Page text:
10 top tips for creating atmospheric night time photos

First published:
March 29, 2023
January 31, 2024

10 top tips for creating atmospheric night time photos

First published:
March 29, 2023
January 31, 2024

Heron Night Fishing by Julia's Images

Shoot stunning images after dark with these essential camera skills

Whether you want to shoot moody street scenes, stunning astrophotography or ethereal landscapes, the evening is a fantastic time to head out with your camera. Here are ten tips and techniques to help you capture the world after dark…

1 Get your settings right

A tripod and long exposure allows you to create beautifully detailed night time photos, and blur the movement of clouds, water or any other objects in motion. Photo by Martijn Kort

When it comes to setting your exposure for night scenes there is no magic formula, but there are a few stock settings that can get you started. If you’re using a tripod and you’re not concerned about capturing moving objects then try manual mode, set ISO 100, aperture f/8 and shutter speed 5 seconds. Take a test shot then adjust the shutter speed or aperture to make the scene lighter or darker. If on the other hand you need to freeze motion, say when shooting portraits, then try Manual Mode, ISO Auto, Aperture f/2.8 (or whatever is your widest aperture) and shutter speed 1/125 sec. Keep in mind that when using semi-automatic modes like Auto ISO, Aperture Priority or Shutter Priority, your camera’s metering may struggle in the dark so use exposure compensation to dial in more or less light.

2 Capture star-bursts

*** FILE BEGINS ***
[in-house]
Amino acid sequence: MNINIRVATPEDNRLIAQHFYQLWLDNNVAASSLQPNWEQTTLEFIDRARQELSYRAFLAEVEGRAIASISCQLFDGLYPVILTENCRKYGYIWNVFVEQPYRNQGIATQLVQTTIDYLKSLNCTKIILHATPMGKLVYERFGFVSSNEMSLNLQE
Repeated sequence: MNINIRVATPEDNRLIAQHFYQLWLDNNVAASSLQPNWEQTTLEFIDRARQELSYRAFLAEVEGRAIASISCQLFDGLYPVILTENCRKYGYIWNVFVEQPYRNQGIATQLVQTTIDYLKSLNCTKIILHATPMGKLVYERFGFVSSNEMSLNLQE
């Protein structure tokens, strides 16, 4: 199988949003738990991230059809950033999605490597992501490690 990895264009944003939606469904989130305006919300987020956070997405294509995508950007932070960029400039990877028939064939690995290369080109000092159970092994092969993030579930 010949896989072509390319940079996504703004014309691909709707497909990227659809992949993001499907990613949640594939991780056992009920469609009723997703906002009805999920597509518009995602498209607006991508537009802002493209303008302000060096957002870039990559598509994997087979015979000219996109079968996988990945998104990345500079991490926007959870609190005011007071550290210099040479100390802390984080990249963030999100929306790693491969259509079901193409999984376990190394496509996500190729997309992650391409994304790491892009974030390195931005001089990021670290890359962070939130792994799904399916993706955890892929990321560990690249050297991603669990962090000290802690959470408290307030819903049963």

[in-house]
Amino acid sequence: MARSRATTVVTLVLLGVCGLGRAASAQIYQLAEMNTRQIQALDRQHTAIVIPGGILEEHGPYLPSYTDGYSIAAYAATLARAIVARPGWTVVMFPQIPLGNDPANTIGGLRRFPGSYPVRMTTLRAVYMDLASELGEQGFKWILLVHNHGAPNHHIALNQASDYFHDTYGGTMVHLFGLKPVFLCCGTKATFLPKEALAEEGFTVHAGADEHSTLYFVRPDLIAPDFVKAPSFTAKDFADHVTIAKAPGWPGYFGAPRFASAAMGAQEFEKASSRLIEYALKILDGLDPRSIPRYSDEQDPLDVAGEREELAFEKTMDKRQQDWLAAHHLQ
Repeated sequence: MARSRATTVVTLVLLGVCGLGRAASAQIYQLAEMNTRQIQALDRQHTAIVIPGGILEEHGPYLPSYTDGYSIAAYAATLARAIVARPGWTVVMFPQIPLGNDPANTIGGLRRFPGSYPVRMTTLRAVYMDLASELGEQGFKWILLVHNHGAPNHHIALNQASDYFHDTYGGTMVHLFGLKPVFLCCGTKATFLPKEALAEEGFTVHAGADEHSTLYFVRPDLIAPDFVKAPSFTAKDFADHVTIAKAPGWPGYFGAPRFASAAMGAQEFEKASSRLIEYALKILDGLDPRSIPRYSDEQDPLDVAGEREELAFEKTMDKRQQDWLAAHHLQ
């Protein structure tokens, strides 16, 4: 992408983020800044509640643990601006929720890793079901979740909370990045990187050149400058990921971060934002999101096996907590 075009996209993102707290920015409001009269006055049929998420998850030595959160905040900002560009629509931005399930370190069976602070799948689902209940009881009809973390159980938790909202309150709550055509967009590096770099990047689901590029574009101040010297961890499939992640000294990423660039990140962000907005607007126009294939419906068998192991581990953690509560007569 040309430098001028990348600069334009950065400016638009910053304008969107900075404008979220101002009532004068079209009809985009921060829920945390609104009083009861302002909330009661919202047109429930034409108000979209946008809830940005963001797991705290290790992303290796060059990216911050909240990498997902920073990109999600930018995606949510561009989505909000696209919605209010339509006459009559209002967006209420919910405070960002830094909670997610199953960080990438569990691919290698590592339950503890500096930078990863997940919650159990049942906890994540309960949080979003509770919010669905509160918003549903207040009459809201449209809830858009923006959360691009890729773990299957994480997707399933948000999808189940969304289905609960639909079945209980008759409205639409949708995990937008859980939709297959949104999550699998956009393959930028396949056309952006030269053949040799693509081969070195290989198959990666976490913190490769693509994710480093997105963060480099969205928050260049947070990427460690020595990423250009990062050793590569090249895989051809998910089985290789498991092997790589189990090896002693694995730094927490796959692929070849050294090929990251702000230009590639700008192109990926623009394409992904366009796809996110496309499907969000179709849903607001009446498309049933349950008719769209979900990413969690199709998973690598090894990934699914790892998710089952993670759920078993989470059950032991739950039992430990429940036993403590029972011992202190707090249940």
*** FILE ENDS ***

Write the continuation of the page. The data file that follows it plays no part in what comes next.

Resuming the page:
A narrow aperture like f/16 or f/22 transforms bright points of light into star-like shapes. Photo by Raquel Pires - f/10 | ISO 1600 | 10s

The star burst effect occurs when shooting towards small bright lights. Often it’s used to transform the sun into a burst, but equally we can use it at night to turn any small bright specular highlight into an attractive burst. The effect is caused by diffraction, and the key is to use a narrow aperture like f/11, f/16 or f/22. When you use a small aperture like this, light passes through the tiny opening in your lens and is spread out along the aperture blades, creating the striking lines around bright points. Lenses with straight aperture blades tend to produce sharper tars than those with curved blades.

3 Focusing tricks in the dark

If your autofocus is struggling at night, try switching to Live View and use focus peaking with manual focus to make sure your subject is sharp. Photo by Bill Barclay - f/11 | ISO 100 | 30s

When it’s dark your autofocus can often struggle to lock on to the part of the scene you want in-focus. Sometimes it can help if you shine a torch on the area to give your autofocus more light to work with. If you’re using a tripod and you do manage to lock on, switch to manual focus to lock it in place. If the autofocus fails, try switching to manual focus then use Live View to zoom in to the area and adjust the focus ring until it’s sharp. Live View can often pick up details in the dark that the eye cannot.

4 Get set up to capture the stars

A combination of wide aperture, high ISO and 15-30 sec shutter speed lets you capture the dim light of distant stars. Photo by Heer Photography - f/1.4 | ISO 2000 | 15s

If your aim is to capture the stars then you need to set your camera up to gather as much light as possible. So use the widest possible aperture (ideally f/2.8 or wider) and set a fairly high ISO like 6400. As for shutter speed, the limiting factor is the rotation of the earth. After about 30 seconds the slow journey the stars make across the night sky will cause them to trail in the photo, just like the headlights of a moving car (this is less apparent with wider lenses and more obvious with longer lenses). So use a shutter speed between 15-30 seconds.